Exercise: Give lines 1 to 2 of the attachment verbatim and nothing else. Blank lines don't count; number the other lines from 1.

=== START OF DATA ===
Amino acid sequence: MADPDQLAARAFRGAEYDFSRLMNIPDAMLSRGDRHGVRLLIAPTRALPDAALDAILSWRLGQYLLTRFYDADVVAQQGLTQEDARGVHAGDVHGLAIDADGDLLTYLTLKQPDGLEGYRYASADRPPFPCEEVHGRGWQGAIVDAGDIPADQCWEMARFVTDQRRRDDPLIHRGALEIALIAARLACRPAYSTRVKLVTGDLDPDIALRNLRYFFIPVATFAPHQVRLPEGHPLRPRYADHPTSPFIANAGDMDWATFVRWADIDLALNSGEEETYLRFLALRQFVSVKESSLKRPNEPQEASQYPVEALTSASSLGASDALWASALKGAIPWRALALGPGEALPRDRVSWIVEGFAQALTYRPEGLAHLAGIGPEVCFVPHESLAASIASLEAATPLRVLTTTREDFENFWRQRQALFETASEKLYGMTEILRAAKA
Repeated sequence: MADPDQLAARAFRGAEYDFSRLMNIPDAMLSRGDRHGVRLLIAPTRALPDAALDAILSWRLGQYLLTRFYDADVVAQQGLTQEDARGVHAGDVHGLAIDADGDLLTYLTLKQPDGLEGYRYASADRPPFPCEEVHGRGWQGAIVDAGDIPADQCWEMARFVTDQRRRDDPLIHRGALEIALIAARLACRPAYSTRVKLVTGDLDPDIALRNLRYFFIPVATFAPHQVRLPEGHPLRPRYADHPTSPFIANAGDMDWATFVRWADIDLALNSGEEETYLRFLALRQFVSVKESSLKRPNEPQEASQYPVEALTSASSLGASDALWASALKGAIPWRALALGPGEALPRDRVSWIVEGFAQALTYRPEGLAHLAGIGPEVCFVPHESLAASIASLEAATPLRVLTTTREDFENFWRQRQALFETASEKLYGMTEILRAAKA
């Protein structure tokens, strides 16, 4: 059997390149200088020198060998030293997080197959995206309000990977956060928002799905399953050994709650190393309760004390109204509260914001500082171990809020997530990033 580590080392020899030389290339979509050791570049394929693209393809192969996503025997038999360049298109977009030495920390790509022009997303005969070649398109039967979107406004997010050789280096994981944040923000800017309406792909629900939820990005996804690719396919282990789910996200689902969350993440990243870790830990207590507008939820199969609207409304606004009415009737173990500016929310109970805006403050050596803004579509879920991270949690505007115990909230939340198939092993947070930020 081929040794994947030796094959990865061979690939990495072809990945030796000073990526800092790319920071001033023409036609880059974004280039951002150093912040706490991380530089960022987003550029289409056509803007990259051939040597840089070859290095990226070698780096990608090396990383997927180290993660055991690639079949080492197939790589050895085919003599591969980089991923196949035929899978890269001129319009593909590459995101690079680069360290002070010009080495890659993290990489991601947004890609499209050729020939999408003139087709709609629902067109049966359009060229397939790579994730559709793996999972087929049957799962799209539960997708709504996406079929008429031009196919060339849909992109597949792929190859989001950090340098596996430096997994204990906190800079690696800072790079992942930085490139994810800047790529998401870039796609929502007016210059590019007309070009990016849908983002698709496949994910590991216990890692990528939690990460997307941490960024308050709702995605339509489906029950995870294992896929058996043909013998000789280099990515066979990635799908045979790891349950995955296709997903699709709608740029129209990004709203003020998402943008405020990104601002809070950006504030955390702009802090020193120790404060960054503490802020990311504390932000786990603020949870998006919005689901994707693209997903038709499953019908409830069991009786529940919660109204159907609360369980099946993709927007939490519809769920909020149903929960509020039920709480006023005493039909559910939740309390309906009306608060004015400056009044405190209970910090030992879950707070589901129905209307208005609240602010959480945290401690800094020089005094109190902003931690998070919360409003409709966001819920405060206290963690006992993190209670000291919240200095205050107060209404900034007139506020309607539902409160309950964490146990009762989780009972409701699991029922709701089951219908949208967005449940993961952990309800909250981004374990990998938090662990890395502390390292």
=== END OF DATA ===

Amino acid sequence: MADPDQLAARAFRGAEYDFSRLMNIPDAMLSRGDRHGVRLLIAPTRALPDAALDAILSWRLGQYLLTRFYDADVVAQQGLTQEDARGVHAGDVHGLAIDADGDLLTYLTLKQPDGLEGYRYASADRPPFPCEEVHGRGWQGAIVDAGDIPADQCWEMARFVTDQRRRDDPLIHRGALEIALIAARLACRPAYSTRVKLVTGDLDPDIALRNLRYFFIPVATFAPHQVRLPEGHPLRPRYADHPTSPFIANAGDMDWATFVRWADIDLALNSGEEETYLRFLALRQFVSVKESSLKRPNEPQEASQYPVEALTSASSLGASDALWASALKGAIPWRALALGPGEALPRDRVSWIVEGFAQALTYRPEGLAHLAGIGPEVCFVPHESLAASIASLEAATPLRVLTTTREDFENFWRQRQALFETASEKLYGMTEILRAAKA
Repeated sequence: MADPDQLAARAFRGAEYDFSRLMNIPDAMLSRGDRHGVRLLIAPTRALPDAALDAILSWRLGQYLLTRFYDADVVAQQGLTQEDARGVHAGDVHGLAIDADGDLLTYLTLKQPDGLEGYRYASADRPPFPCEEVHGRGWQGAIVDAGDIPADQCWEMARFVTDQRRRDDPLIHRGALEIALIAARLACRPAYSTRVKLVTGDLDPDIALRNLRYFFIPVATFAPHQVRLPEGHPLRPRYADHPTSPFIANAGDMDWATFVRWADIDLALNSGEEETYLRFLALRQFVSVKESSLKRPNEPQEASQYPVEALTSASSLGASDALWASALKGAIPWRALALGPGEALPRDRVSWIVEGFAQALTYRPEGLAHLAGIGPEVCFVPHESLAASIASLEAATPLRVLTTTREDFENFWRQRQALFETASEKLYGMTEILRAAKA